The Insanely Unique Thing About Movie Trailers

August 11, 2014 § Leave a comment

Movie trailers are almost universally enjoyed. There’s lots of things which make movie trailers great.

That’s not what I like best.

The thing that I like best about movie trailers is a little different. It’s not a feature within the movie trailer, but a fact about the trailer itself: Movie trailers are all…actually just advertisements.

I think this combination (A: They’re ads, and B: everybody likes them) is positively one-of-a-kind. Nowhere else do consumers share the same universal joy about advertising.[ref]The Super Bowl, maybe?[/ref] The ads aren’t even all that difficult to avoid, if you just decide to show up a few minutes late to the theater or linger at the snack bar. But no! To the contrary, missing the ads at the beginning of a showing is almost like missing the best part of the entire movie-going experience.

There’s a handful of things which contribute to the success of the movie trailer. It certainly helps that trailers are advertising for pure consumer entertainment. It’s possible that consumers are more tolerant because there’s a fairly equitable ad-to-content ratio (3-4 trailers vs. 90+ minutes of movie). They don’t really have to bring up the pain point of pricing since “find your local theater and pay the cost of a movie ticket” is pretty universal knowledge.[ref]You might readily imagine how trailers would become distasteful if they all ended with “Buy your tickets today! Just $14.99 plus shipping and handling!”[/ref] But what I think deserves the lion’s share of the credit is the notion that more than almost anything else, movie trailers are incredibly articulately targeted.

With a movie trailer, you’ve got:

  1. A very strong idea on demographic (theater full of self-selected people suitable for G, PG, PG-13, R)
  2. A great head start on behavioral factors (viewers have already established they like going to the movies)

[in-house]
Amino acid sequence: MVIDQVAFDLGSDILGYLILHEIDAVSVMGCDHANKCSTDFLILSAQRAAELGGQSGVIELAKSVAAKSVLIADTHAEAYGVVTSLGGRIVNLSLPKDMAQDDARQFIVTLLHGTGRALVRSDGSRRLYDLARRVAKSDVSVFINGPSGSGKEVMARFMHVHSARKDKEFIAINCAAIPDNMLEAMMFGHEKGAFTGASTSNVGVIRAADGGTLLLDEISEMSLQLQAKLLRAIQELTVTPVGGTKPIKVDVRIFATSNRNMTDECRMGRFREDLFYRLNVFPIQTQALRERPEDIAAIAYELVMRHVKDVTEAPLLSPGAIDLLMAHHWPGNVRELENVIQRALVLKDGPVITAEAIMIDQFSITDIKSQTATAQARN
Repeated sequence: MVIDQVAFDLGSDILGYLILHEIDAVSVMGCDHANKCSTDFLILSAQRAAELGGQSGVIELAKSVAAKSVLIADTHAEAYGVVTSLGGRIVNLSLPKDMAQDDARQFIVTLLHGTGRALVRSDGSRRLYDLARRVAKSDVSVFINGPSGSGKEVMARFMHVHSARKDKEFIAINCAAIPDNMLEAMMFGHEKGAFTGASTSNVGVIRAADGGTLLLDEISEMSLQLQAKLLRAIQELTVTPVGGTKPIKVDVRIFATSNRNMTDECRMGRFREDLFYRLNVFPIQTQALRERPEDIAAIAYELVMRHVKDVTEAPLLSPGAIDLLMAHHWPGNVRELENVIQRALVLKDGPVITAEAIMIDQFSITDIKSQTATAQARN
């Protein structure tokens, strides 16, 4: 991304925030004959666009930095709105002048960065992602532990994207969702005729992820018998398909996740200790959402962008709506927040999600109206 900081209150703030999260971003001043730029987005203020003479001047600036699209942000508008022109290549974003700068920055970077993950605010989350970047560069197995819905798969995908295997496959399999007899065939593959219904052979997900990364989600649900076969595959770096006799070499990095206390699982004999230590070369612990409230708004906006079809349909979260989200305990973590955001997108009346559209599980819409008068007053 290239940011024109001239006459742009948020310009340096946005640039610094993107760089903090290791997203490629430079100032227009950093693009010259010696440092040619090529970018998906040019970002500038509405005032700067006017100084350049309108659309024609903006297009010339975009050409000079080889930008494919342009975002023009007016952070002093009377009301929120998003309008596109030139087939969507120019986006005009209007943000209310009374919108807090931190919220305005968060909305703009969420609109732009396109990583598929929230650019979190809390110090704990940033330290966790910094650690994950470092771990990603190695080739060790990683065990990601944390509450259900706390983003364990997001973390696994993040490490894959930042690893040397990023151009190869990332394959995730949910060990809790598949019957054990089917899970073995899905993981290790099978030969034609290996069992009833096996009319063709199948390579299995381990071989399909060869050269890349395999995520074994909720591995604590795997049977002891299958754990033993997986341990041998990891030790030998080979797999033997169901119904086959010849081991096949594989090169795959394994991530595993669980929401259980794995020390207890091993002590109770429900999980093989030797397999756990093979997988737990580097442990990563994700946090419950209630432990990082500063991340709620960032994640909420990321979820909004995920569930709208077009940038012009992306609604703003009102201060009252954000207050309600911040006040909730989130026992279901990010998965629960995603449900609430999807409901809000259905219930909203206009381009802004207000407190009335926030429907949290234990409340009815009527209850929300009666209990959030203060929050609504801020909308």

3. A great head start on psychographics (viewers who are settling in to see a horror movie are highly primed for other horror movie trailers)

It feels like the entire modern consumer economy is fueled by advertising — our apps, our websites, our shows, our blogs. And more often than not, that advertisement is treated as a nuisance — some disruptive noise to put up with which helps your service provider to pay its bills — which we’d all avoid if we possibly could. There’s a reason AdBlock Plus is consistently among the top-rated add-ons for Chrome and Firefox. Companies like Spotify and Pandora hedge their entire business around freemium services which basically say “Hey! If you like the product but don’t want to put up with the crappy, ad-riddled version, you can pay us money!”

There’s research which suggests we consumers see an average of 5,000 ads per day. That’s crazy. Five thousand disruptions on a daily basis. 1.85 million annoyances annually.

Movie trailers give me hope. They prove that it’s possible for ads which fund the world around us to be something much, much better than the pesky bother we halfheartedly put up with today. That’s exciting.

On a related note: I’m joining a company today which aspires to do more or less exactly that.


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